Al Jazeera highlights Global Gag Rule impact for IPPF Member Association in Mozambique

Amodefa staff with clients in Maputo suburbs. credits: IPPF/Lee Neuenburg/Mozambique/2017

In the latest People and Power documentary, the team travel round Mozambique with AMODEFA, to look first-hand at the human impact the Gag rule has had in the country.

The Global Gag Rule denies U.S. funding to organisations like IPPF if they use money from other donors to provide abortion services, counselling or referrals—even if abortion is legal in a country.

It blocks critical funding for health services like contraception, maternal health, and HIV prevention and treatment for any organisation that refuses to sign it.

The documentary talks to AMODEFA clients and staff who have been involved and helped by the US funded health programmes covering young people, HIV and Tuberculosis.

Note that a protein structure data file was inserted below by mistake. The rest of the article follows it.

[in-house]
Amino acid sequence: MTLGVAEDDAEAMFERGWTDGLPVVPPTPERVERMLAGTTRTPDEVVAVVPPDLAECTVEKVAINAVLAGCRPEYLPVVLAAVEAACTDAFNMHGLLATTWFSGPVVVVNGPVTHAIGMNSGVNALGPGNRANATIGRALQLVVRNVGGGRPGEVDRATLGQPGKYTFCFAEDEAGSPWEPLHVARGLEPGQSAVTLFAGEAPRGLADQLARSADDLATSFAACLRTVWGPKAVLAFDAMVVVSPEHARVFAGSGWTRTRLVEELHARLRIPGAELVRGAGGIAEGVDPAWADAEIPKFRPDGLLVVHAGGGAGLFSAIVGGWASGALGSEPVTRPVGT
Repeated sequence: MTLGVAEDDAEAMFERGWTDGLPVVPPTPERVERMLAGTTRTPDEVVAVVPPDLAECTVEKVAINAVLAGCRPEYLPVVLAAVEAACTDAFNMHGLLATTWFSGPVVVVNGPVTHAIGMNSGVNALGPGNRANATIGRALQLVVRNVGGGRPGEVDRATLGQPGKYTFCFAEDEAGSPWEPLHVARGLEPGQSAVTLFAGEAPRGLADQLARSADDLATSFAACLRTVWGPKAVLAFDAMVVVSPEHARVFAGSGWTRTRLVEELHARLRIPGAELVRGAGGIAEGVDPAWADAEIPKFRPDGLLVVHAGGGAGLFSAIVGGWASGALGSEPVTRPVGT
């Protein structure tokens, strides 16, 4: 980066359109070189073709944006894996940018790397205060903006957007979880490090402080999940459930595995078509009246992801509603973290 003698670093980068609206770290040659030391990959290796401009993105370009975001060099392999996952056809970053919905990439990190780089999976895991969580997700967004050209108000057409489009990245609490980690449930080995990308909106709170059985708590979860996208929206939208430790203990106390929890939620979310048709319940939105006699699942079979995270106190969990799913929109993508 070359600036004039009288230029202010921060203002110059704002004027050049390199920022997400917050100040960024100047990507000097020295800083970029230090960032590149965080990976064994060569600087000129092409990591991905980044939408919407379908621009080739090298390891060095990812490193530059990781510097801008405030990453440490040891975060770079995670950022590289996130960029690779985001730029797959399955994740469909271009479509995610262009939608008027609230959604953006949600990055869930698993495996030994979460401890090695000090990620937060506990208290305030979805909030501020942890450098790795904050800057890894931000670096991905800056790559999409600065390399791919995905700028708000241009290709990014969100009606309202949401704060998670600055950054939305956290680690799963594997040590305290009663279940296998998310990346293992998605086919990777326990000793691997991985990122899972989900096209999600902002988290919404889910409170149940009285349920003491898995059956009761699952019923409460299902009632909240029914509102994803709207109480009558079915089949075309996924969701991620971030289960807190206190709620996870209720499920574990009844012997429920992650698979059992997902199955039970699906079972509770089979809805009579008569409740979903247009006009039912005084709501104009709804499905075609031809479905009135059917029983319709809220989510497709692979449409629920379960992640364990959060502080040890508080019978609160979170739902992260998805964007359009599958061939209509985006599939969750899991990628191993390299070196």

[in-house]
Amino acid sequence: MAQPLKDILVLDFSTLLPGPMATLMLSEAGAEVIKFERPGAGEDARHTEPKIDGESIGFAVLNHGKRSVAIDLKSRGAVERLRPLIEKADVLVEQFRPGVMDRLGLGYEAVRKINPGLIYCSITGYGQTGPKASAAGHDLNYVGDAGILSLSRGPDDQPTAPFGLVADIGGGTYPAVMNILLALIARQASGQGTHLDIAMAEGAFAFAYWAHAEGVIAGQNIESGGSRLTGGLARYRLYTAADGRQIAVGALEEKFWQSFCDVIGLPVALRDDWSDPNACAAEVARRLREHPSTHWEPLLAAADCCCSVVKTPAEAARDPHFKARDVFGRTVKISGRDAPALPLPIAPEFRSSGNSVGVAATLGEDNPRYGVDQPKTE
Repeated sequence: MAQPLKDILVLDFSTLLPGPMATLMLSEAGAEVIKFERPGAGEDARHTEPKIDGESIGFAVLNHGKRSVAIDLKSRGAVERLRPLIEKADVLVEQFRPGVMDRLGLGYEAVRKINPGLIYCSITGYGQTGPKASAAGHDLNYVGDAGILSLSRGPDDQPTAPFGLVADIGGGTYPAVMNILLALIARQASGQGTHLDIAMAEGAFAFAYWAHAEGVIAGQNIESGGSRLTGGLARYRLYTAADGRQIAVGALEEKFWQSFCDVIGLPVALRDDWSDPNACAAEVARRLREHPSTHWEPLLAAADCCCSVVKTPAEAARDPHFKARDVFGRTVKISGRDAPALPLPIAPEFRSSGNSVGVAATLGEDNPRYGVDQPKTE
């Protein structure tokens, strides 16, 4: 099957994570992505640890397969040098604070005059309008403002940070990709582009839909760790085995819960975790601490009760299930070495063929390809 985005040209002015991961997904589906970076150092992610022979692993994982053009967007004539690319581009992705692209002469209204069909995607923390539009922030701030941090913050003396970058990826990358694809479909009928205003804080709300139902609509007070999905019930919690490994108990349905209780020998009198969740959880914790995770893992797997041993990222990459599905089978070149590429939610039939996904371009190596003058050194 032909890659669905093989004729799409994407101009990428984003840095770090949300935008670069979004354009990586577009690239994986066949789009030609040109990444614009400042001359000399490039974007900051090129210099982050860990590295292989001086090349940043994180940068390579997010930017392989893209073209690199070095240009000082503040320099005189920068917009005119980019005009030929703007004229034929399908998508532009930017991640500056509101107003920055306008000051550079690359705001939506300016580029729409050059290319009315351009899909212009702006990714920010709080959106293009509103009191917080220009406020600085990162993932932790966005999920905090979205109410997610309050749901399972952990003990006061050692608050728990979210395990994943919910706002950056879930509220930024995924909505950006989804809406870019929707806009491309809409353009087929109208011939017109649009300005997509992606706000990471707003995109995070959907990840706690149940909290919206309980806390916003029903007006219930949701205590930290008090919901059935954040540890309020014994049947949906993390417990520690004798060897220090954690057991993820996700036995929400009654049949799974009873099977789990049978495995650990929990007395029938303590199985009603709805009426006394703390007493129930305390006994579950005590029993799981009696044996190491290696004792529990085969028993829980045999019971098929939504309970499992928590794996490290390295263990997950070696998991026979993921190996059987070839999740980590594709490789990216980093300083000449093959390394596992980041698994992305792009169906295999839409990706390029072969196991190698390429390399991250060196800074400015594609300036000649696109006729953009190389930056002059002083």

AMODEFA faces significant losses to their programming budget of $2 million. Work that has built trust and provided support and treatment for many people who would have been left behind.

The documentary spans several provinces, with the team visiting specialised outreach services that go out to the most rural populations.

We will have generations that are sick without knowing what they have. They will run the risk of transmitting HIV to other people because they do not know their HIV status,’ says project leader, Dr Marcel Kant. ‘We are condemning our society to live with this illness and there will be a large number of deaths.’

IPPF is working with AMODEFA to find alternative sources of funding.

Executive Director Santos Simione, is working tirelessly with his team to ensure AMODEFA’s works continues, “We must be resilient! This also means being resilient to ensure that the progress made in sexual and reproductive health and rights continues and the provision of services minimizes the suffering of our population, particularly adolescents and young people, women and children”.

The team

Read more about AMODEFA's tireless work in Mozambique